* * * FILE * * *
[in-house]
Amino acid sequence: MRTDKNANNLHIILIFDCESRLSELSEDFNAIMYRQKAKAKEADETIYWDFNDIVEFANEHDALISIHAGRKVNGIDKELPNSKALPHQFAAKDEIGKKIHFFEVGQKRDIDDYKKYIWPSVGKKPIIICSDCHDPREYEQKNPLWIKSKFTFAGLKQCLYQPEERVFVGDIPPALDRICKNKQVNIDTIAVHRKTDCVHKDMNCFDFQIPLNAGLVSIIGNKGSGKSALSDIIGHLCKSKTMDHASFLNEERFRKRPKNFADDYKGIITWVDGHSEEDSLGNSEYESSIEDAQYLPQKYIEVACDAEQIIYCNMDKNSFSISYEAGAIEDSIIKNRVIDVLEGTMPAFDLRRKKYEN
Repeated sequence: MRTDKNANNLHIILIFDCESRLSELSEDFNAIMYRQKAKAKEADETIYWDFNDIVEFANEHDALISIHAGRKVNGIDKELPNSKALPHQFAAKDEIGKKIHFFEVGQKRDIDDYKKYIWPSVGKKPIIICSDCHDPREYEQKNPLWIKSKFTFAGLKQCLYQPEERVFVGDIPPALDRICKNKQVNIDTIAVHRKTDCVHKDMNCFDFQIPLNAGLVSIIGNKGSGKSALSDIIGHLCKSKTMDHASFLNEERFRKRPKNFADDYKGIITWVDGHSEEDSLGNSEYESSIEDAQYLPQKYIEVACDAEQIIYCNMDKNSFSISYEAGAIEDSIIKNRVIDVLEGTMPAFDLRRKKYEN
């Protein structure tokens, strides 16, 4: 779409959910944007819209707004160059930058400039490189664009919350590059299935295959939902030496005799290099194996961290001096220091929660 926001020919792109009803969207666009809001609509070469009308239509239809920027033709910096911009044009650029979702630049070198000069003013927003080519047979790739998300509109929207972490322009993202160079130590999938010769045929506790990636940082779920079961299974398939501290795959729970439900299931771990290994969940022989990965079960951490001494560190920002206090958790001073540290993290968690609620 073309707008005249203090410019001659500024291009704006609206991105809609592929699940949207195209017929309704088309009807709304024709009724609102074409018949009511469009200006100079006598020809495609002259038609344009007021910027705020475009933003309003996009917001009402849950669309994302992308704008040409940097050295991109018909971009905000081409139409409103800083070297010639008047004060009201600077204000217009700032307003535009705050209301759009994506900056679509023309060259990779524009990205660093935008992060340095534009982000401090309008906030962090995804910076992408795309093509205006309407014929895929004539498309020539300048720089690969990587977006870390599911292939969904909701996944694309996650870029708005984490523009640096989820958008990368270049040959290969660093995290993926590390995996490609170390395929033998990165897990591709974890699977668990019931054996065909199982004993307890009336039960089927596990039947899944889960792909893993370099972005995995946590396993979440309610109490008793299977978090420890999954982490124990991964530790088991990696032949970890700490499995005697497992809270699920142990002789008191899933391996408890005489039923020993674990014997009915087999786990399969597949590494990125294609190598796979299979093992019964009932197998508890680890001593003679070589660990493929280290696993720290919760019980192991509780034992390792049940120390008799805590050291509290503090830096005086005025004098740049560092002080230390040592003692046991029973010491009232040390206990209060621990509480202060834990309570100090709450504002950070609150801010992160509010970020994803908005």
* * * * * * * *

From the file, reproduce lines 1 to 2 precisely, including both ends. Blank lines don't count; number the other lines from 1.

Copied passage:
[in-house]
Amino acid sequence: MRTDKNANNLHIILIFDCESRLSELSEDFNAIMYRQKAKAKEADETIYWDFNDIVEFANEHDALISIHAGRKVNGIDKELPNSKALPHQFAAKDEIGKKIHFFEVGQKRDIDDYKKYIWPSVGKKPIIICSDCHDPREYEQKNPLWIKSKFTFAGLKQCLYQPEERVFVGDIPPALDRICKNKQVNIDTIAVHRKTDCVHKDMNCFDFQIPLNAGLVSIIGNKGSGKSALSDIIGHLCKSKTMDHASFLNEERFRKRPKNFADDYKGIITWVDGHSEEDSLGNSEYESSIEDAQYLPQKYIEVACDAEQIIYCNMDKNSFSISYEAGAIEDSIIKNRVIDVLEGTMPAFDLRRKKYEN